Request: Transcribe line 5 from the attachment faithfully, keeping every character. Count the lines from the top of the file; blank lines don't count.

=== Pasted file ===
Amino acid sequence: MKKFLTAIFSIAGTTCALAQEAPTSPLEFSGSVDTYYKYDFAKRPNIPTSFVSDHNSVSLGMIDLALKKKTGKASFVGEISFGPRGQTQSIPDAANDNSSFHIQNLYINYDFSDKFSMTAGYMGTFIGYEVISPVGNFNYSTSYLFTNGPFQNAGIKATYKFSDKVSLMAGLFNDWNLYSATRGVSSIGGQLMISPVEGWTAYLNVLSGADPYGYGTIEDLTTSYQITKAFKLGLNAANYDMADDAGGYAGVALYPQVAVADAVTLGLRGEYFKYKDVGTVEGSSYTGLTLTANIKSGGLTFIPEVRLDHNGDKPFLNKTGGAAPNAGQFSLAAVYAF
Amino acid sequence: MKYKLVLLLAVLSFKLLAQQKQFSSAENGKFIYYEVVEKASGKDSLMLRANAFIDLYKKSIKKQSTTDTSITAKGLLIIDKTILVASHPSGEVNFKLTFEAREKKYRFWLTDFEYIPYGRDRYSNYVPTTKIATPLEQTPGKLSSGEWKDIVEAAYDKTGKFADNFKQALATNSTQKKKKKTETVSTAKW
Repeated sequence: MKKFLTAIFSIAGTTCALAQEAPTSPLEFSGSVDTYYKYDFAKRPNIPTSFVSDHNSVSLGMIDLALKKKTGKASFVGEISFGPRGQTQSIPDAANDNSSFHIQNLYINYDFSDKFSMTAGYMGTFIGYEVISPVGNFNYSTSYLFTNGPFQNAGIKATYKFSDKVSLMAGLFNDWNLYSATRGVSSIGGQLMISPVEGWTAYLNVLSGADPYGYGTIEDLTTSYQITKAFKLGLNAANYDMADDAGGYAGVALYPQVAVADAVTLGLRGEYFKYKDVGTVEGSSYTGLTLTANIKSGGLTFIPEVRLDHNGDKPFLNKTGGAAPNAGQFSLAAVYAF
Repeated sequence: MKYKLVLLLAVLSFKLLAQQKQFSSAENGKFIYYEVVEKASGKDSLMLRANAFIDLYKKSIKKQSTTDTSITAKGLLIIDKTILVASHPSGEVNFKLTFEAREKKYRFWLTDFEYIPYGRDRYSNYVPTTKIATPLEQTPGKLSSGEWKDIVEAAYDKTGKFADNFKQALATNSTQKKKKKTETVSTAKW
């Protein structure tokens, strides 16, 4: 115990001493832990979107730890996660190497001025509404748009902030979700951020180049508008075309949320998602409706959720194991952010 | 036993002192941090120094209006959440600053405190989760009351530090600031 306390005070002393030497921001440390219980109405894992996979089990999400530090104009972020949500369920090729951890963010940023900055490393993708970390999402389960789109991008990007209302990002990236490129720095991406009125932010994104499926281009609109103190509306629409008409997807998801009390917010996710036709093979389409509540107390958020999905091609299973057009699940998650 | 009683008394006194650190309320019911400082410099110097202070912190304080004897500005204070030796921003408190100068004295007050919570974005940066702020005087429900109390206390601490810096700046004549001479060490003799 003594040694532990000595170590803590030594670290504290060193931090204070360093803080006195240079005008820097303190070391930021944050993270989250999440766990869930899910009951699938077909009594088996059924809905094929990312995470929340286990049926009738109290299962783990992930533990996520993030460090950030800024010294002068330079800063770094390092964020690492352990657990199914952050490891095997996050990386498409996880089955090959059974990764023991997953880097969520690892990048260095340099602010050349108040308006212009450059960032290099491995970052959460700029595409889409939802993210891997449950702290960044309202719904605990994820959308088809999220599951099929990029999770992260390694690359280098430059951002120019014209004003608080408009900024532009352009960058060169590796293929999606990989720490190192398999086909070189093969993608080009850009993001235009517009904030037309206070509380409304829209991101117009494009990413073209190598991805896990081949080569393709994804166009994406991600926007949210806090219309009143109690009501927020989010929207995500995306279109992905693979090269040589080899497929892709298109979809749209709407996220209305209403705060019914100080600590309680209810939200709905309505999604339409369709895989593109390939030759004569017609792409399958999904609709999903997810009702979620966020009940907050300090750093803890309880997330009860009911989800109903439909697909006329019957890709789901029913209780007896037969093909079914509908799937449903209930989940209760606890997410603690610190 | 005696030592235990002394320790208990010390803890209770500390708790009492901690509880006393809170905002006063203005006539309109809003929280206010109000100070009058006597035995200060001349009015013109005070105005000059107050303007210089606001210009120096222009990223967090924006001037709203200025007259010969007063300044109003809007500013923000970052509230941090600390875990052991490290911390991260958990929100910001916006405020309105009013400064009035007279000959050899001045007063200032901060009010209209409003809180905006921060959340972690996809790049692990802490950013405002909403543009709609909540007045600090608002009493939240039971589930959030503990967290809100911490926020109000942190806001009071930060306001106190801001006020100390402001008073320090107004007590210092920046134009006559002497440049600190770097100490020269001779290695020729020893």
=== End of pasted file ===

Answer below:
């Protein structure tokens, strides 16, 4: 115990001493832990979107730890996660190497001025509404748009902030979700951020180049508008075309949320998602409706959720194991952010 | 036993002192941090120094209006959440600053405190989760009351530090600031 306390005070002393030497921001440390219980109405894992996979089990999400530090104009972020949500369920090729951890963010940023900055490393993708970390999402389960789109991008990007209302990002990236490129720095991406009125932010994104499926281009609109103190509306629409008409997807998801009390917010996710036709093979389409509540107390958020999905091609299973057009699940998650 | 009683008394006194650190309320019911400082410099110097202070912190304080004897500005204070030796921003408190100068004295007050919570974005940066702020005087429900109390206390601490810096700046004549001479060490003799 003594040694532990000595170590803590030594670290504290060193931090204070360093803080006195240079005008820097303190070391930021944050993270989250999440766990869930899910009951699938077909009594088996059924809905094929990312995470929340286990049926009738109290299962783990992930533990996520993030460090950030800024010294002068330079800063770094390092964020690492352990657990199914952050490891095997996050990386498409996880089955090959059974990764023991997953880097969520690892990048260095340099602010050349108040308006212009450059960032290099491995970052959460700029595409889409939802993210891997449950702290960044309202719904605990994820959308088809999220599951099929990029999770992260390694690359280098430059951002120019014209004003608080408009900024532009352009960058060169590796293929999606990989720490190192398999086909070189093969993608080009850009993001235009517009904030037309206070509380409304829209991101117009494009990413073209190598991805896990081949080569393709994804166009994406991600926007949210806090219309009143109690009501927020989010929207995500995306279109992905693979090269040589080899497929892709298109979809749209709407996220209305209403705060019914100080600590309680209810939200709905309505999604339409369709895989593109390939030759004569017609792409399958999904609709999903997810009702979620966020009940907050300090750093803890309880997330009860009911989800109903439909697909006329019957890709789901029913209780007896037969093909079914509908799937449903209930989940209760606890997410603690610190 | 005696030592235990002394320790208990010390803890209770500390708790009492901690509880006393809170905002006063203005006539309109809003929280206010109000100070009058006597035995200060001349009015013109005070105005000059107050303007210089606001210009120096222009990223967090924006001037709203200025007259010969007063300044109003809007500013923000970052509230941090600390875990052991490290911390991260958990929100910001916006405020309105009013400064009035007279000959050899001045007063200032901060009010209209409003809180905006921060959340972690996809790049692990802490950013405002909403543009709609909540007045600090608002009493939240039971589930959030503990967290809100911490926020109000942190806001009071930060306001106190801001006020100390402001008073320090107004007590210092920046134009006559002497440049600190770097100490020269001779290695020729020893």